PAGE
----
All told, The Land and its partners are investing in excess of $4.2bn across the GCC region. On Qatar, Jabbour says: "We are the most aggressive private developer".

I think our expansion will be limited until 2009 because until then we have to concentrate on development, construction and handover of our existing projects.

The Land is developing 17 towers on The Pearl-Qatar, a man-made island developed in the state's capital Doha, that has over 400 hectares of reclaimed land. The $2.5bn development is the country's first freehold property offered to international investors.

The Land is the largest investor in the island pumping in excess of $2bn. The 17 luxury waterfront towers are scheduled for handover before June next year, while Perlita Gardens, the only private gated community within The Pearl-Qatar, is expected to be launched this month. Perlita will feature five-star luxury residential units and water-featured gardens.

Other projects in Qatar include a commercial project, a five-storey structure called The Atrium, at the heart of Energy City, the country's large energy business cluster. The Atrium is an "eco-friendly business district" in close proximity to residency areas at The Pearl-Qatar. "Our portfolio in Qatar is not far from$2.8bn," reveals Jabbour.

In addition to its projects in the Middle East, The Land has also made its first foray into Eastern Europe by buying land in Romania. Plans for the plot are expected to be announced in December, and Jabbour admits that the company may slow down its growth after that date, in order to concentrate on delivering its existing projects.

"With regards to our expansion, I think it will be limited until 2009 because until then we have to concentrate on development, construction, and handover of our existing projects. This is mainly our strategic direction now," he says.

The firm has no plans to go to the debt markets to raise capital, according to Jabbour, who explains: "We fund our projects based on company equity, on mezzanine loans, and on any fund that is available in the market. And we are very aggressive."

He says The Land is a "healthy company" that calculates its needs in terms of human resources and finances and recognises its boundaries and limits when it comes to expansions - an approach that seems particularly wise given the current global economic crisis. The Land is "prepared for the worst" should it happen, but Jabbour retains confidence in the local markets.

"We are always running our simulations and numbers but you never know how the market will react," he says. "I don't think the crisis will have a huge impact on this region. This is a solid region, mainly Saudi Arabia and Qatar. Let us wait and see."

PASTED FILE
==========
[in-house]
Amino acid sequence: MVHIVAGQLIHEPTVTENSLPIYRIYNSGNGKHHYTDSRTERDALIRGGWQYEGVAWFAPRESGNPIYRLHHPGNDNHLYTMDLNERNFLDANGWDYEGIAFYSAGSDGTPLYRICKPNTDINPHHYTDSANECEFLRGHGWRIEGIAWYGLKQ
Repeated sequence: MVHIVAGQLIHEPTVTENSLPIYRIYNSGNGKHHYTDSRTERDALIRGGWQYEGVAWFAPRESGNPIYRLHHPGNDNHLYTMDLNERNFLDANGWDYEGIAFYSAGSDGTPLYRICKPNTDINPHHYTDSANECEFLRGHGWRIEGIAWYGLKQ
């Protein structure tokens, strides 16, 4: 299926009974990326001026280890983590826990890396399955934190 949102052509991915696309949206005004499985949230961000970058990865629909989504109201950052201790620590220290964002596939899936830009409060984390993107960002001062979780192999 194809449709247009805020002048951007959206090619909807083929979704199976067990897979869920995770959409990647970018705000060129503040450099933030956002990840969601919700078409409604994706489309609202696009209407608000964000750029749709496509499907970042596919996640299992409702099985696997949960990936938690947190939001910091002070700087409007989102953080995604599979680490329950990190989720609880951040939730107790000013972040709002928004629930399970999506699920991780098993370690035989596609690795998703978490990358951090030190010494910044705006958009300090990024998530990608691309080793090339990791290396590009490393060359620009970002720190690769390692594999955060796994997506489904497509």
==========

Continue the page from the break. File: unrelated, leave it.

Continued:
Palestine’s call for foreign investmentAs Palestine rebuilds itself after 20 years of bloody fighting, the region is crying out for major investment into its creaking infrastructure system and a much-needed boost to its economy.

Ever since Salam Fayyad became Palestinian prime minister in June 2007, things have looked a little rosier for Palestine.

He has focused on rebuilding the economy by attracting foreign investment and promoting the private sector.

At the Palestinian Investment Conference (PIC) last May in Bethlehem, which was set up to improve economic conditions and social living standards in the region, $1.4bn worth of investment projects were announced, many of which were with partners from abroad.

In December that year, America hosted the Middle East peace conference in Annapolis, with president Bush, outlining America's famous two-state solution for the Israel-Palestinian conflict. Days after the Annapolis convention, Bush announced a raft of measures with the Palestinian authorities to create more jobs and improve education in the territories.

Britain too has promoted economic recovery in the state. Before this year's PIC in May, the current and former prime ministers of Britain, Gordon Brown and Tony Blair, urged businesses to invest in the region, the strongest call yet for firms to recognise the potential of Palestine as an emerging market.

Brown was bullish on the subject, at the time saying: "My message is very clear: there is an economic prize before us, there is double dividend for you as companies and the Palestinian people."

Authorities are pursuing an economic strategy based on exports and the state has already begun bolstering relations with neighbouring and international countries through a mix of free trade agreements and trade associations. Laws have been passed to encourage investment in all sectors of the Palestinian economy, which the government hopes will create an export-led manufacturing base, while bringing down the region's massive unemployment levels.

Oil-rich GCC companies are well-placed to see through this wave of investment in Palestine, which the government is so desperately pinning its hopes on.

As the US-brokered Middle East Peace Process flounders, Salam Fayyad appears to winning his drive to attract foreign investment to the West Bank.

On Tuesday October 14, Fayyad announced investments by IT giants Intel and Cisco Systems and communications group TouchStar in the West Bank and the Palestinian neighbourhoods of East Jerusalem. Intel is constructing a minicomputer laboratory in Hebron, Touchstar is throwing $1.5m behind a call centre in East Jerusalem, and Cisco is making $10m worth of investments in the region.